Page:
Javascript OOP: Class Inheritance Tutorial

In this Javascript tutorial we learn how to inherit functionality from one class to another without rewriting any code.

We also learn how to inherit constructor functionality into child classes with the super() constructor.

Here's a table of contents of what you'll learn in this lesson:
(click on a link to skip to its section)

Let's jump right in.

What is class inheritance

Inheritance allows us to define a class that acts as a sub, or child class, and inherits functionality from another class, known as a base, parent, or super class.

Inheritance is referred to as an Is-A type relationship between classes. For example, a cat is an animal, or a car is a vehicle.

Inheritance makes it possible to reuse code from another class. We wrap common code in one class, then reuse that code in a child class which can extend the functionality.

Inheritance also provides us with polymorphic behavior, which can be quite powerful.

How to create a child (sub) class

To create a class that inherits from another, we use the extends keyword.

Syntax:
class ParentClass {

}

class ChildClass extends ParentClass {

}

When we inherit from a parent class, the child class will receive all the properties and methods that the parent class has.

Example:
<script>

  class Animal {

    move() {
      document.write("<p>Animal parent class. Move...</p>");
    }
  }

  class Dog extends Animal {

    growl() {
      document.write("<p>Dog child class. A dog can growl, but a duck can't. Grrr...</p>");
    }
  }

  class Duck extends Animal {

    quack() {
      document.write("<p>Duck Child class. A duck can quack, but a dog can't. Quack...</p>");
    }
  }

  var fluffy = new Dog();
  var donald = new Duck();

  // The Dog child class has access to
  // everything in the main class
  fluffy.move();
  // as well as its own functionality
  fluffy.growl();

  donald.move();
  donald.quack();

</script>

In the example above, we create two child classes, Dog & Duck, that inherit from the parent class Animal.

All types of animals can move in some capacity, so it’s included in the parent class. Any child class that inherit from animal, will have the move functionality available to it.

Child classes have more specific functionality that won’t make sense in the parent class, such as growling, because not all animals can growl.

As another example, consider an online forum. Users of the forum typically have different roles, such as member, moderator and administrator.

  • A member, moderator and administrator may create posts.
  • A moderator and administrator may move posts to other categories, but a member can’t.
  • An administrator may create categories, but a moderator and member can’t.

So, the parent class could include the functionality to create posts, so as to be available to all roles. Child classes would be used to add functionality for different roles.

How to inherit contructor functionality with super

If a child class doesn’t have its own constructor, we can use the constructor of the parent class as we normally would.

Example:
<script>

  class Animal {

    constructor(name) {
      this.name = name;
    }
  }

  class Dog extends Animal {

    growl() {
      document.write("<p>Dog child class. A dog can growl, but a duck can't. Grrr...</p>");
    }
  }

  var dog_1 = new Dog("Fluffy");

  document.write("My dog's name is ", dog_1.name);

</script>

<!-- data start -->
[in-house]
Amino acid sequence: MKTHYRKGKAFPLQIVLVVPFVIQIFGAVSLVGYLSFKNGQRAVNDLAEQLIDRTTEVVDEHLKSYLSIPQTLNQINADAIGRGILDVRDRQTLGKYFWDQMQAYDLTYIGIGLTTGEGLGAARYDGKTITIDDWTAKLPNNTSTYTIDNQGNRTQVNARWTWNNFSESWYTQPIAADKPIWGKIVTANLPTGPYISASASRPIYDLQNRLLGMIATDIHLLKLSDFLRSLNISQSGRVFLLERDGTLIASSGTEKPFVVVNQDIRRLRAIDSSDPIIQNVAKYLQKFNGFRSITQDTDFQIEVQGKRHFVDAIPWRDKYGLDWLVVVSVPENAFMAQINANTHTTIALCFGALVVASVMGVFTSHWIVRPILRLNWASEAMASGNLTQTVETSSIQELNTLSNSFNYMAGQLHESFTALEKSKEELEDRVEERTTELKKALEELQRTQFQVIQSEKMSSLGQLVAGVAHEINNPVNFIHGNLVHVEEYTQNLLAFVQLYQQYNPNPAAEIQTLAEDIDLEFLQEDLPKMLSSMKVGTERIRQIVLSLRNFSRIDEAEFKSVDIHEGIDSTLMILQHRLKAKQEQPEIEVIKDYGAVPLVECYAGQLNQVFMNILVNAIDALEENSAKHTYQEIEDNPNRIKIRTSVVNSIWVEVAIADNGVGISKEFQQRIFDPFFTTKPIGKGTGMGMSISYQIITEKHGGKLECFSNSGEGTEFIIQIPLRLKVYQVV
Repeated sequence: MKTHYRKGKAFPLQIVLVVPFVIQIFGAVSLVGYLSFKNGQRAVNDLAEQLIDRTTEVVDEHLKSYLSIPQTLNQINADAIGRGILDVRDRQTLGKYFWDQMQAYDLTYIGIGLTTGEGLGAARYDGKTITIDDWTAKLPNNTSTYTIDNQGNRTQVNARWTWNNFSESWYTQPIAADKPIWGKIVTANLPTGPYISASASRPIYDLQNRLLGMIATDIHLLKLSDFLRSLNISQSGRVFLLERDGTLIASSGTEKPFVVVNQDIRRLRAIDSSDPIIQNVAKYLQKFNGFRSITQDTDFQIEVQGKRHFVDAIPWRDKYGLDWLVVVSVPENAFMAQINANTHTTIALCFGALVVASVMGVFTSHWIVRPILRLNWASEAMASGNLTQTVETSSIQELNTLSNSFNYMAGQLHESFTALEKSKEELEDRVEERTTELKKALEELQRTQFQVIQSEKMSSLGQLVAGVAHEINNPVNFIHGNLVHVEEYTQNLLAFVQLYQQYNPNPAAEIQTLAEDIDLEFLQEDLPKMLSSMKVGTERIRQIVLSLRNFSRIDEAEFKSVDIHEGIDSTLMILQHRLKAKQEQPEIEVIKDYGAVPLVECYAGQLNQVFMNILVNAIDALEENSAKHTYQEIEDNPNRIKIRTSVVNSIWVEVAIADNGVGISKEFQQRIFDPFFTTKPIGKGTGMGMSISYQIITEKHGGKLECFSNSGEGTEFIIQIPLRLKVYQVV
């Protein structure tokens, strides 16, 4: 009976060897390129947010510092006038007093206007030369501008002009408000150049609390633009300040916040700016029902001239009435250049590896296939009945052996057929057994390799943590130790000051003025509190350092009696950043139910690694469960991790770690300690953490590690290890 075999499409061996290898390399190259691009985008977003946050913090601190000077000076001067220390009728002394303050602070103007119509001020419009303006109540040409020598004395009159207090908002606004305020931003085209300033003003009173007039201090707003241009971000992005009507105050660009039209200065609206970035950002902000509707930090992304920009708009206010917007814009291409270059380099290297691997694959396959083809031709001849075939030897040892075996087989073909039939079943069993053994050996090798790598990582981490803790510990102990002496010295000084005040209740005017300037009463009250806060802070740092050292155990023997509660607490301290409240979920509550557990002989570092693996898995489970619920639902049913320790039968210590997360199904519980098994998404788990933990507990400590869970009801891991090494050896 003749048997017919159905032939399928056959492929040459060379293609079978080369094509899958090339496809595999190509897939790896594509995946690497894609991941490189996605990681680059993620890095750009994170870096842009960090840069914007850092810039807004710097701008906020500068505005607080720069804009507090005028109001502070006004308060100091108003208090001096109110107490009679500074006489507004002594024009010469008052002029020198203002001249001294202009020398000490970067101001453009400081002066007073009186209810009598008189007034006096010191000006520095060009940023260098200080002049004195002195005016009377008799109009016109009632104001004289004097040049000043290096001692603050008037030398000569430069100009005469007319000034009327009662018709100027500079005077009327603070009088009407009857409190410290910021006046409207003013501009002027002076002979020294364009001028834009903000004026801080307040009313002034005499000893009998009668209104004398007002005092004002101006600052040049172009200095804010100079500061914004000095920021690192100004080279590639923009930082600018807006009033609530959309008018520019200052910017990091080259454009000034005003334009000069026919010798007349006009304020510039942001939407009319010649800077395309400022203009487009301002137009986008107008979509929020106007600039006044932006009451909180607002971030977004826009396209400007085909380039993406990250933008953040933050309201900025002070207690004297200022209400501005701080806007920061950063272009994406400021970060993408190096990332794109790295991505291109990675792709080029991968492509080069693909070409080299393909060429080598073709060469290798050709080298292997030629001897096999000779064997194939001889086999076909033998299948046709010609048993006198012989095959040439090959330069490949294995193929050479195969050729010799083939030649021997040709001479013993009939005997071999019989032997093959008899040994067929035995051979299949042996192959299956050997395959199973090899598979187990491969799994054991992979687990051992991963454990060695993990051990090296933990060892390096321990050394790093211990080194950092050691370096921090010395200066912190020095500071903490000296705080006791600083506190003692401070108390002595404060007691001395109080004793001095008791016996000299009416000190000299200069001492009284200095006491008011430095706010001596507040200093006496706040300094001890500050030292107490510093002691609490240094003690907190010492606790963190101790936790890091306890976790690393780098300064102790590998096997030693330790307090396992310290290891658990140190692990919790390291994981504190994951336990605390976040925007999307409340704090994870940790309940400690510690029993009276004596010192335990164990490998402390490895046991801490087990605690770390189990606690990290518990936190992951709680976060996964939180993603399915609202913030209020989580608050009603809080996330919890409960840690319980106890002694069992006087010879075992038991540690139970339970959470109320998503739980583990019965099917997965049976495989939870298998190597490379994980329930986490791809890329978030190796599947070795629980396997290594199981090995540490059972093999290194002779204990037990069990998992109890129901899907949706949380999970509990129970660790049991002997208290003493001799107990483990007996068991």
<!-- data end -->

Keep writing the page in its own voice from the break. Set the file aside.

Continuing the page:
But, when a child class has its own constructor, we need to add the functionality from the parent class constructor, into the child class constructor.

Example:
<script>

  class Animal {

    constructor(name) {
      this.name = name;
    }
  }

  class Dog extends Animal {

    constructor(is_good_boy) {

      this.is_good_boy = is_good_boy;
    }

    growl() {

      if (is_good_boy) {
        document.write("<p>", name, " doesn't growl, he's a good boy</p>");
      } else {
        document.write("<p>Grrrrr....</p>");
      }
    }
  }

  var dog_1 = new Dog("Fluffy");

  document.write("My dog's name is ", dog_1.name);

</script>

In the example above, we’ve added a constructor in the child class. We then try to access the name property from the parent class again, but this time the translator raises an error.

Output:
Uncaught ReferenceError: Must call super constructor in derived class before accessing 'this' or returning from derived constructor

The error means we have to bring everything from the parent constructor into the child constructor before we can access it. We do this with super().

We can think of super as a regular function call, with super being the function name. It also uses all the parameters of the parent class constructor.

Example:
<script>

  class Animal {

    constructor(name) {
      this.name = name;
    }
  }

  class Dog extends Animal {

    constructor(name, is_good_boy) {

      super(name);
      this.is_good_boy = is_good_boy;
    }

    growl() {

      if (is_good_boy) {
        document.write("<p>", name, " doesn't growl, he's a good boy</p>");
      } else {
        document.write("<p>Grrrrr....</p>");
      }
    }
  }

  var dog_1 = new Dog("Fluffy", true);

  document.write("My dog's name is ", dog_1.name);

</script>

In the example above, we simply call super() in the child class’s constructor. Because the parent class has a parameter, super also needs a parameter so we add one to the child class constructor.

Summary: Points to remember

  • Inheritance allows one class to inherit functionality from another without rewriting the same code.
  • We use the extends keyword to indicate that one class inherits from another.
  • The child class will automatically receive all the functionality from the parent class unless it contains its own constructor.
  • We inherit constructor functionality with the super() constructor.
    • If the parent class constructor has any parameters, the super() constructor will need the same parameters.